White Burgundy is unquestionably one of the greatest wines of the world. Almost exclusively made from Chardonnay on limestone soil, it can express both power and finesse. But as acclaim and demand rise, who can afford white Burgundy anymore?
This quandary leads winemakers and wine drinkers to turn attentions south, to the hilly Mâconnais region. Second only to Chablis in Chardonnay production, Mâconnais was previously known only for large quantities of wine. Now the region is starting to increase quality as well, due to influence from within and without the region.
Mâconnais is the white Burgundy that everyone can actually afford, and it’s poised to close the gap in quality with its famous northerly neighbors.
Don't Miss A DropGet the latest in beer, wine, and cocktail culture sent straight to your inbox.
Named for the town of Mâcon, the southerly Mâconnais was once known solely as a source for inexpensive, easy-drinking, if uninteresting, wines. Much of the area was (and still is) dominated by cooperatives.
Despite this, the region has a core of limestone soil, giving it excellent backbone to be a top Chardonnay-producing region. Much of the wine produced here is labeled Mâcon-Villages or appended with a village name, but five other villages carry their own appellations.
Pouilly-Fuissé is certainly the best known appellation and historically has had an elevated reputation within the region. The Mâconnais’ reputation for mass production was in part caused by Pouilly-Fuissé’s popularity, in fact. Other appellations include Saint-Véran, Pouilly-Vinzelles, Pouilly-Loché, and Viré-Clessé. (Fun fact: A village dubbed Chardonnay near the Mâconnais’ northern border is rumored to have given the white grape its name.) In general, Mâconnais wines tend to be fruitier and less oaked than their northern counterparts.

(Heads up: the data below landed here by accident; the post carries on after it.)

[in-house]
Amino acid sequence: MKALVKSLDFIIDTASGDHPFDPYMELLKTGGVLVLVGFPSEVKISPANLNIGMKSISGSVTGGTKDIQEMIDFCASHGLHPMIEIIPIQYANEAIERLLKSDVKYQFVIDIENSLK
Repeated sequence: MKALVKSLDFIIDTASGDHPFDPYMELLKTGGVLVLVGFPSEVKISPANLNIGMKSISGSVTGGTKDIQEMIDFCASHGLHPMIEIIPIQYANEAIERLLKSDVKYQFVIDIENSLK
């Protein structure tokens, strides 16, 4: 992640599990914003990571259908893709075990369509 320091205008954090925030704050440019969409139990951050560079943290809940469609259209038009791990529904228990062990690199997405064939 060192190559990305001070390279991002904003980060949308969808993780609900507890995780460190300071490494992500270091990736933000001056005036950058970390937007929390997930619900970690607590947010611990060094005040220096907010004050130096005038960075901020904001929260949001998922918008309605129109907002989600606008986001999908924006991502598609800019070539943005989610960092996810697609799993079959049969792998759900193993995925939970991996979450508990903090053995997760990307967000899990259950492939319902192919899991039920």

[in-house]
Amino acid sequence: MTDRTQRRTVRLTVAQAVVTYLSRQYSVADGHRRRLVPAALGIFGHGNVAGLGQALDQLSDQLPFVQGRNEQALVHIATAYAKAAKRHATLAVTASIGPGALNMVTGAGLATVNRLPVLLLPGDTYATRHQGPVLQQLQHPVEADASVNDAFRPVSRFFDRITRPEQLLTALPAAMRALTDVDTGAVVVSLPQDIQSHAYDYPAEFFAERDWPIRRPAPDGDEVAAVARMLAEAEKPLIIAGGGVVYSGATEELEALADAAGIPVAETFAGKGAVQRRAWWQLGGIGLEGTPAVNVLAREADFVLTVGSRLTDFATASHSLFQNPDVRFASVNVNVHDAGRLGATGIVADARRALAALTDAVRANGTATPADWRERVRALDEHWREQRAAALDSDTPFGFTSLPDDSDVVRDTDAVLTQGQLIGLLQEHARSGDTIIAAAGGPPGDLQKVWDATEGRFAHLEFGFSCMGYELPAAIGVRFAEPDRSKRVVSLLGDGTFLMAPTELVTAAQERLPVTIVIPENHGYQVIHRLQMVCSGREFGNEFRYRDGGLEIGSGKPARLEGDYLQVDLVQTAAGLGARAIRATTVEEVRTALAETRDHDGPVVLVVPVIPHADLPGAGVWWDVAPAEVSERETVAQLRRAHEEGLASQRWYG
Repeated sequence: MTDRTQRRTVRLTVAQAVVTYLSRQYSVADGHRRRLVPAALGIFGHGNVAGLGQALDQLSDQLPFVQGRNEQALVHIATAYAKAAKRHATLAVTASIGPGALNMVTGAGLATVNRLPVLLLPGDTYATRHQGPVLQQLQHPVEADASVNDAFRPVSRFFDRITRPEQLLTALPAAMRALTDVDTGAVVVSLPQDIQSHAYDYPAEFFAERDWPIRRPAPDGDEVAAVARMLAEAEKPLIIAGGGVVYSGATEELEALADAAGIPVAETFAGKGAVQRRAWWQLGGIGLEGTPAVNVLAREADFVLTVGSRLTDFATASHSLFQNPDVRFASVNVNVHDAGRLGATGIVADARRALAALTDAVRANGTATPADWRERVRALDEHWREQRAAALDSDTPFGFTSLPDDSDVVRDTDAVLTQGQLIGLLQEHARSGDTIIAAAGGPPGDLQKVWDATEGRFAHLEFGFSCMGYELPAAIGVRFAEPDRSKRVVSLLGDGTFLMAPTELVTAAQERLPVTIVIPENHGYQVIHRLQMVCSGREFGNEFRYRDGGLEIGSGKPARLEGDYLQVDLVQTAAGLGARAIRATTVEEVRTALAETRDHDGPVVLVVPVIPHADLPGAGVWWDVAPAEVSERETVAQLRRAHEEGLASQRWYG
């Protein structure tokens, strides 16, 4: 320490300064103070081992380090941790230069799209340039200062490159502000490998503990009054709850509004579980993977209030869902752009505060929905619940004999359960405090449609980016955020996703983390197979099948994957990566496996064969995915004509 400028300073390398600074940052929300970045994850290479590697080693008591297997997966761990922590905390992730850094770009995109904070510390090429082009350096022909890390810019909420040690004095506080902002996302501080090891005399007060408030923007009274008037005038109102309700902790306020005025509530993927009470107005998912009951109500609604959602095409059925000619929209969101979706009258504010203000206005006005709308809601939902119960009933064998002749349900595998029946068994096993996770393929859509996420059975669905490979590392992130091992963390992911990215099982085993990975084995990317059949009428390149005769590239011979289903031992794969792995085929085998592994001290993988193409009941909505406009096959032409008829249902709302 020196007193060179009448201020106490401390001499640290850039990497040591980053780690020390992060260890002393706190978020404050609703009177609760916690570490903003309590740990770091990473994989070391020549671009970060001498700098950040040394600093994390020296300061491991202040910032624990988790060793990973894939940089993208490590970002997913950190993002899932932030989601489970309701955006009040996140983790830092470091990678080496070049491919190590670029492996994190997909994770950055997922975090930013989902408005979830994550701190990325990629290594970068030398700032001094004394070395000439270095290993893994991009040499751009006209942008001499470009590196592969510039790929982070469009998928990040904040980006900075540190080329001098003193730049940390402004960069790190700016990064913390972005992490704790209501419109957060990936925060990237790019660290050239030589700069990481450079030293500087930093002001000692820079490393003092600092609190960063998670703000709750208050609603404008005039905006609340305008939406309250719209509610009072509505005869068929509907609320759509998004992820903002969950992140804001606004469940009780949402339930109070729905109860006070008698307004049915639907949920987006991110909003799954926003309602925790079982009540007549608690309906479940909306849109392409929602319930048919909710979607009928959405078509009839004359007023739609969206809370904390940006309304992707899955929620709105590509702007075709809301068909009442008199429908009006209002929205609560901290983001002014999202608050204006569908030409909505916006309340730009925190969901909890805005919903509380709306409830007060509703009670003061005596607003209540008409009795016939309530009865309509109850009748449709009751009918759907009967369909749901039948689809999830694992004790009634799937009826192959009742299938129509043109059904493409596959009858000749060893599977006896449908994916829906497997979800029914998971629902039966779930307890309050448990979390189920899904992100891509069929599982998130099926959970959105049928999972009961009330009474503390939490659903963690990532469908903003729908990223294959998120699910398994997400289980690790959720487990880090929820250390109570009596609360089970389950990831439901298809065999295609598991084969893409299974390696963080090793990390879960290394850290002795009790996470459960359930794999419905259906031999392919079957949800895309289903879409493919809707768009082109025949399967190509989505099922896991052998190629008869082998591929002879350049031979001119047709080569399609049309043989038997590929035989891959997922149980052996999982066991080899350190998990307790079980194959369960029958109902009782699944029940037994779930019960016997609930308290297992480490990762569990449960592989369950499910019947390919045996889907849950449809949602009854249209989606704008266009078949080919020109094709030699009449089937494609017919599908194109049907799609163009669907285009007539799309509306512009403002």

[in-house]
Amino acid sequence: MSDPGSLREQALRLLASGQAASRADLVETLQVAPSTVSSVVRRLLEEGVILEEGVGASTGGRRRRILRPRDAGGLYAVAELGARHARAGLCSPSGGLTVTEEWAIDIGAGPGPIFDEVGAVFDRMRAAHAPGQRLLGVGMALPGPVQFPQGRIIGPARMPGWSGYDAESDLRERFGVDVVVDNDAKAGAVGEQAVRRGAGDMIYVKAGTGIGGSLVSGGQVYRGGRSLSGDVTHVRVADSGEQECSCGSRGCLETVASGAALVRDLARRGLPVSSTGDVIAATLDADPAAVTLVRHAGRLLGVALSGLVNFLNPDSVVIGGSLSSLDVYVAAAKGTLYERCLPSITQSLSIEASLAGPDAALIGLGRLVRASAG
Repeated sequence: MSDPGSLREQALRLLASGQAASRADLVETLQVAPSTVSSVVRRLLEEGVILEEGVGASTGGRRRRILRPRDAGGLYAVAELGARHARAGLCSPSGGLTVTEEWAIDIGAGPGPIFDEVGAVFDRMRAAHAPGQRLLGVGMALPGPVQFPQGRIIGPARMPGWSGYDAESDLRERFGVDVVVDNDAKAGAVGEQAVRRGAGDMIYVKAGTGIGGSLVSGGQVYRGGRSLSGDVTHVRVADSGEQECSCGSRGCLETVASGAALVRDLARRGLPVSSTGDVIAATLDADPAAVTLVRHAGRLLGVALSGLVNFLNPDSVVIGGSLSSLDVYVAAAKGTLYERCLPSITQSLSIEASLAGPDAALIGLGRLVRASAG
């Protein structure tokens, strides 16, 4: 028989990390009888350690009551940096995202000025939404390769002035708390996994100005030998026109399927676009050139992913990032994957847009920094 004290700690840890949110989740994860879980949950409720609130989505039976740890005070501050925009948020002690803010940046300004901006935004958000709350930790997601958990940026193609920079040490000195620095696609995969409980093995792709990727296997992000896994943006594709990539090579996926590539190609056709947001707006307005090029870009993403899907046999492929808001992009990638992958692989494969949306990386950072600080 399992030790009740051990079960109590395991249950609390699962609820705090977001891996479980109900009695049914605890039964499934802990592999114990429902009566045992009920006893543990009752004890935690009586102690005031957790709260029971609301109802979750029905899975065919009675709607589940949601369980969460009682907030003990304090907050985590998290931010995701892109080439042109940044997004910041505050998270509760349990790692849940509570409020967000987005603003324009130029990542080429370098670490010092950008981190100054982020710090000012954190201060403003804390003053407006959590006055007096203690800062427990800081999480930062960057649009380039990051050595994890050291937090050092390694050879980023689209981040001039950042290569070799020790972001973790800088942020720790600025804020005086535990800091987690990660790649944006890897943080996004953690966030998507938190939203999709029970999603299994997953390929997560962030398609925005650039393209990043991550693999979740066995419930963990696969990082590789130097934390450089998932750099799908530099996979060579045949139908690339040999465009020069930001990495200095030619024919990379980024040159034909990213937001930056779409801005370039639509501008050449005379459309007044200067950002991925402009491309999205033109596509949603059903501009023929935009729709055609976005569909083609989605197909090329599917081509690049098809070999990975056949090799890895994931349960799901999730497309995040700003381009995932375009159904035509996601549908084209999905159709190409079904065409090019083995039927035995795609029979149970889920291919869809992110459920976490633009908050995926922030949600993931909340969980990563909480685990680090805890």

But the Mâconnais is not homogenous. After over a decade of analysis and red tape, the first premier crus in the Mâconnais were approved in November 2017, all located in Pouilly-Fuissé. Frédéric-Marc Burrier, proprietor of family estate Maison Joseph Burrier and president of the Union des Producteurs de Pouilly-Fuissé, largely led the initiative. The idea is that elevating these top-quality vineyards will encourage more producers to estate bottle wines with increased care and attention (and for a higher profit), rather than merely selling grapes to cooperatives.
As some producers start to estate-bottle their Mâconnais wines, they look to long-standing local producers for guidance, and to producers throughout Burgundy. With prices in the Côte d’Or reaching astronomical heights, some top winemakers are looking to the Mâconnais for new projects. Iconic Meursault producer Dominique Lafon was one of the first to invest in the area, starting Heritiers du Comte Lafon in 1999, focusing on high-altitude, old vines. Leading Puligny-Montrachet producer Domaine Leflaive first ventured into the region in 2004. While there are differing opinions, many in the region, including Burrier, feel that the trend of Côte d’Or producers entering into the Mâconnais will elevate the quality and reputation of the region as a whole.
Right now, it’s possible to get entirely delicious Mâconnais wine for under $20, with the quality level rising greatly between $20 and $25. Willing to spend $30 to $40? You’ll likely get a real stunner. But if the rise of white Burgundy has taught us anything, it’s that once the word gets around, prices won’t be low for long.
Drink These Four Mâconnais Wines
It’s only fitting that the president of the Pouilly-Fuissé growers association would produce a lush, giving Pouilly-Fuissé. Burrier also just released a new Mâcon-Bussières cuvée in the U.S. as a result of an agreement to manage the Domaine de la Rochette property two years ago. It’s one to look out for: spectacularly well-balanced, with fine, limestone-like minerality carving through ripe orchard fruit. Average price: $20.
Dominique Lafon’s Mâconnais project makes quite a few different cuvées, but this one is a real steal. Where else will you get Lafon for under $25? From clay and chalk parcels, it balances ripe fruit with fine minerality and acidity. Average price: $24.
Made from grapes grown in five different plots, this biodynamic wine is a push-pull between powerful richness and bright citrus and limestone. Average price: $40.
A budget-friendly Mâconnais wine, this bottle is clean and unoaked, with plenty of minerality and texture. Average price: $15.